- Bentley Continental (2013.05.09)
- Nat Geo Photographs (2013.05.01)
- Nat Geo Animals (2013.05.01)
- Gold (2013.05.01)
- Frost (2013.05.01)
- Emeralds (2013.05.01)
- Diamonds (2013.05.01)
- Grimm (2013.05.01)
- Oblivion (2013.04.26)
- Iron Man 3 (2013.04.26)
- Subway Surfers (2013.04.11)
- BioShock (2013.04.11)
- Earth From Space (2013.04.11)
- Mickey Mouse (2013.04.10)
- White Walkers (2013.04.10)
- Revolution (2013.04.10)
- Justified (2013.04.10)
- 11 Dr Who (2013.04.10)
- Hummingbirds (2013.03.25)
- OSS 117 (2013.03.25)
- Sony Awards 2013 (2013.03.25)
- Joss Stone (2013.03.25)
- Union Bordeaux Begles (2013.03.25)
- Stade Toulousain (2013.03.25)
- Stade Francais Paris (2013.03.25)
- Racing Metro (2013.03.25)
- RC Toulonnais (2013.03.25)
- Montpellier Herault (2013.03.25)
- Aviron Bayonnais (2013.03.25)
- ASM Clermont (2013.03.25)
File: Formula 1
The number of Grands Prix held in a season has varied over the years. Only seven races comprised the inaugural 1950 world championship season; over the years the calendar has almost tripled in size.
Though the number of races had stayed at sixteen or seventeen since the 1980s, it reached nineteen in 2005.
Six of the original seven races took place in Europe; the only non-European race that counted towards the World Championship in 1950 was the Indianapolis 500, which, due to lack of participation by F1 teams, since it required cars with different specifications from the other races, was later replaced by the United States Grand Prix. The F1 championship gradually expanded to other non-European countries as well. Argentina hosted the first South American grand prix in 1953, and Morocco hosted the first African World Championship race in 1958. Asia (Japan in 1976) and Oceania (Australia in 1985) followed. The current seventeen races are spread over the continents of Europe, Asia, Oceania and South America.
The Grands Prix, some of which have a history that pre-dates the Formula One World Championship, are not always held on the same circuit every year. The British Grand Prix, for example, though held every year since 1950, alternated between Brands Hatch and Silverstone from 1963 to 1986. The only other race to have been included in every season is the Italian Grand Prix. The World Championship event has taken place exclusively at Monza with just one exception: in 1980, it was held at Imola, host to the San Marino Grand Prix until 2006.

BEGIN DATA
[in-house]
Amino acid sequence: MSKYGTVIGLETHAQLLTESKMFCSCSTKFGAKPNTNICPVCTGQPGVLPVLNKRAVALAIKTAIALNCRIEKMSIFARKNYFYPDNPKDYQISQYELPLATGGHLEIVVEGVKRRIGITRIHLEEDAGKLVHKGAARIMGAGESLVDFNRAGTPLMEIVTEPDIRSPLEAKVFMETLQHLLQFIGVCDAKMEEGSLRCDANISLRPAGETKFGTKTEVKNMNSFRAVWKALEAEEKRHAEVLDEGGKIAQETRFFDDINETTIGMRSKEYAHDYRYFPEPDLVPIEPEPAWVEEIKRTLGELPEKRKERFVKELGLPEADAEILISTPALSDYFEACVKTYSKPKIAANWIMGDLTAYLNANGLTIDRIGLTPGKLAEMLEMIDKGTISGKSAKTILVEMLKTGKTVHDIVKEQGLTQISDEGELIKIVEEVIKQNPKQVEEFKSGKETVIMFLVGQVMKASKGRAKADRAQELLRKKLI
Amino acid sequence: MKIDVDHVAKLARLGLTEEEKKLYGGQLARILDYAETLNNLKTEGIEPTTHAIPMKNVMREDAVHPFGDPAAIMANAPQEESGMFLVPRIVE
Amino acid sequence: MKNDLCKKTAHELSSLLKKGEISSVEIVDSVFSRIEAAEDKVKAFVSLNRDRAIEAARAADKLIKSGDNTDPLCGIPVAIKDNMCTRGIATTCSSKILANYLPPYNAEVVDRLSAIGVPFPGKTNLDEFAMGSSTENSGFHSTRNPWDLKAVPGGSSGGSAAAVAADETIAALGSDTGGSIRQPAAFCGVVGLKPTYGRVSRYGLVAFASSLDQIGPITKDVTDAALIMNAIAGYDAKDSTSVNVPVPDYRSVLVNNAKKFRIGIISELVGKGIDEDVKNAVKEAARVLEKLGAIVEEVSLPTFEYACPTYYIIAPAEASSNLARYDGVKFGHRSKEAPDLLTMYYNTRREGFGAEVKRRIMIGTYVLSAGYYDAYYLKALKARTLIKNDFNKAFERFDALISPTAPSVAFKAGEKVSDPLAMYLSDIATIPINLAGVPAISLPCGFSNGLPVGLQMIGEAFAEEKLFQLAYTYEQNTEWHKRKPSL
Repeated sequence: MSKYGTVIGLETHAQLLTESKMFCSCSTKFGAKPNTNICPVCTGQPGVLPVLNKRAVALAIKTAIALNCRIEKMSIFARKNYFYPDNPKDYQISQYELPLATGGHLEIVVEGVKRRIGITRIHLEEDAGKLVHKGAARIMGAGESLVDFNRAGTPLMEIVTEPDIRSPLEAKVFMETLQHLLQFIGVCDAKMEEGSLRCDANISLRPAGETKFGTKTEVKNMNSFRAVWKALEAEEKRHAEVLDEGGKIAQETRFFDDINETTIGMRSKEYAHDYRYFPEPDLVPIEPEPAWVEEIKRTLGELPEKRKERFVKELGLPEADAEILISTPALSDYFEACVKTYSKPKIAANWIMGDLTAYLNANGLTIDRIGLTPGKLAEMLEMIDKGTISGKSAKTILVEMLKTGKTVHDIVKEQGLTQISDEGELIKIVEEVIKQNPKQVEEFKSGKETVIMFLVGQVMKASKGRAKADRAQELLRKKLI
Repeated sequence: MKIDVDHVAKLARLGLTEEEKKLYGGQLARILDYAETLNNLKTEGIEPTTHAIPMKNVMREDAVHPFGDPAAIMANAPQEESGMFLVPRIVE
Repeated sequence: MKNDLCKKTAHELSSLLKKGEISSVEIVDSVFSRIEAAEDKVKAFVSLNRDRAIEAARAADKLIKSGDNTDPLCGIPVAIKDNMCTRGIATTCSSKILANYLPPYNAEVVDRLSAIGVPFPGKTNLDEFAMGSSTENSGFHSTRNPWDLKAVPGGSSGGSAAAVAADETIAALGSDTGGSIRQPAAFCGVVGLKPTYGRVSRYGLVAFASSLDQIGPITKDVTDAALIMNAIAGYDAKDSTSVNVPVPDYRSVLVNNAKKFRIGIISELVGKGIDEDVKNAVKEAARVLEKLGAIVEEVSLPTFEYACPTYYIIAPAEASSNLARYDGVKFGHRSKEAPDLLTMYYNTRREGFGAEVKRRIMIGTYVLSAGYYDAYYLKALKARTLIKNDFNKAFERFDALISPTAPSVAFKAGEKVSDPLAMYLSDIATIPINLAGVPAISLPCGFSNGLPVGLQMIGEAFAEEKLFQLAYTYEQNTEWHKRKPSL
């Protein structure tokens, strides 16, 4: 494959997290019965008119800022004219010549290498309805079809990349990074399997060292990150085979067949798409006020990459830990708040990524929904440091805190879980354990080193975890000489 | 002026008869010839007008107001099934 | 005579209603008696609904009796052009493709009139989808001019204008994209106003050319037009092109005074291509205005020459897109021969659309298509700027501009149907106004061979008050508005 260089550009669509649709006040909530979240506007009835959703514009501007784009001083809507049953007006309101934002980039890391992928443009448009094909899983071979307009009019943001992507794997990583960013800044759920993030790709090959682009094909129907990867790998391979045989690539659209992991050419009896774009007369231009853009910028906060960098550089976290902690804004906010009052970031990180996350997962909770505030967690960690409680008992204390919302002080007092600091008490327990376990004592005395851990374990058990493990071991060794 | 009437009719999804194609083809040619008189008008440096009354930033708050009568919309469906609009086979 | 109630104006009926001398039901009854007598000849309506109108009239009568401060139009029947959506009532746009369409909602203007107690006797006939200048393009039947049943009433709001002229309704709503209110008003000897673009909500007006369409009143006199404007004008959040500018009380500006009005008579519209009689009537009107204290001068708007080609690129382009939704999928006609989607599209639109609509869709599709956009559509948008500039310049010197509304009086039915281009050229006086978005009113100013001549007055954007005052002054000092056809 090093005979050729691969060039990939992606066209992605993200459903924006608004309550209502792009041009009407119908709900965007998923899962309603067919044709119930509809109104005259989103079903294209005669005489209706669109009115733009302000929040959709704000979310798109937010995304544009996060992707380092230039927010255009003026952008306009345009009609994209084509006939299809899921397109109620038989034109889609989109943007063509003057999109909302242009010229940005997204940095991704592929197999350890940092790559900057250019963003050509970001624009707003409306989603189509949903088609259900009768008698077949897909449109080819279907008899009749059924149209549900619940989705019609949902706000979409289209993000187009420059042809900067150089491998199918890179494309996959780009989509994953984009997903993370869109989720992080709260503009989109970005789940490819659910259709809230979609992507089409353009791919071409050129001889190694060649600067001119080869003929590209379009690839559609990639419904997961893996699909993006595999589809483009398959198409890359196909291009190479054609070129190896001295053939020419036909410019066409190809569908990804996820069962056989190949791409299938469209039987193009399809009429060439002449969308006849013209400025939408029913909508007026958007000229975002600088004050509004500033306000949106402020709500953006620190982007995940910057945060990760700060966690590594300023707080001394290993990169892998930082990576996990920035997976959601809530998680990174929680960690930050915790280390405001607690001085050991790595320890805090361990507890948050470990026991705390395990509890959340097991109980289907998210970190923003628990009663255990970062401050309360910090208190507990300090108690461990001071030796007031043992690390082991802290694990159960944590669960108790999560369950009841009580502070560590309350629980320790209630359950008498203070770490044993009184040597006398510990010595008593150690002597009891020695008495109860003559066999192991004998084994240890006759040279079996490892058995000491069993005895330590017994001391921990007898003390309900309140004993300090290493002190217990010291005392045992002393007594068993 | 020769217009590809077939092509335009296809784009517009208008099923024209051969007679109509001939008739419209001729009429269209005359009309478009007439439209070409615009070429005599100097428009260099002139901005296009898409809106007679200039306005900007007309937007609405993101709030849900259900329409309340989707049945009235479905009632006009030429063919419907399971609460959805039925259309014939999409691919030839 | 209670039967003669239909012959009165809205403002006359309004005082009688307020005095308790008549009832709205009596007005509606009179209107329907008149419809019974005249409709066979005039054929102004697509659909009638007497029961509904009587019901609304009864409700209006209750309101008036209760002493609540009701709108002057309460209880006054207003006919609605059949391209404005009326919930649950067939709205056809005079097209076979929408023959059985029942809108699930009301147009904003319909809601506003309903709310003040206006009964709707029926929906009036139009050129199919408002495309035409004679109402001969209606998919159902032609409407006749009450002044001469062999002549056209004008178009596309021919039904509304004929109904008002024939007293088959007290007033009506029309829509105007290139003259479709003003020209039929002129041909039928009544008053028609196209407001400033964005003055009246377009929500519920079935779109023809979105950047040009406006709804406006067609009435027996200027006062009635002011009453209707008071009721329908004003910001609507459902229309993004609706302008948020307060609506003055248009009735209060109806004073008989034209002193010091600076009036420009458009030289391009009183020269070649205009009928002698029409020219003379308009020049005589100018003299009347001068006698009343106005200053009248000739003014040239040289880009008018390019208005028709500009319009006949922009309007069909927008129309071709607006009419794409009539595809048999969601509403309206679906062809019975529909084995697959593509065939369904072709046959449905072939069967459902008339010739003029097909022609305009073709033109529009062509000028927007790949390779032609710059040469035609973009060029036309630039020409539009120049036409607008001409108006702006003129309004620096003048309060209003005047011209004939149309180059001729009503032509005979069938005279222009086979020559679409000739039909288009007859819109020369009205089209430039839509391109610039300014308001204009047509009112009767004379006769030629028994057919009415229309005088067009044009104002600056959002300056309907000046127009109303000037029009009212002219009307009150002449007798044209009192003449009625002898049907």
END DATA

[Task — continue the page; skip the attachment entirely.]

One of the newest races on the Grand Prix calendar, held in Bahrain, represents Formula One's first foray into the Middle East with a high-tech purpose-built desert track. The Bahrain Grand Prix, and other new races in China and Turkey, present new opportunities for the growth and evolution of the Formula One Grand Prix franchise while new facilities also raise the bar for other Formula One racing venues around the world. In order to make room on the schedule for the newer races, older or less successful events in Europe and the Americas have been dropped from the calendar, such as these in Argentina, Austria, Mexico, San Marino, and the United States.
In 2007 it was confirmed that new Grands Prix would be added to the calendar. The first was the Singapore Grand Prix in September 2008, which had the honour of the first night race ever held in Formula One. The second was the Indian Grand Prix which will be held in Delhi, India. Other changes included the removal of the United States Grand Prix from the calendar, and the move of the European Grand Prix to Valencia, Spain.
For the latest Formula 1 News and Pictures check out your FREE Formula 1 Screensaver and don't forget to leave a comment and rate.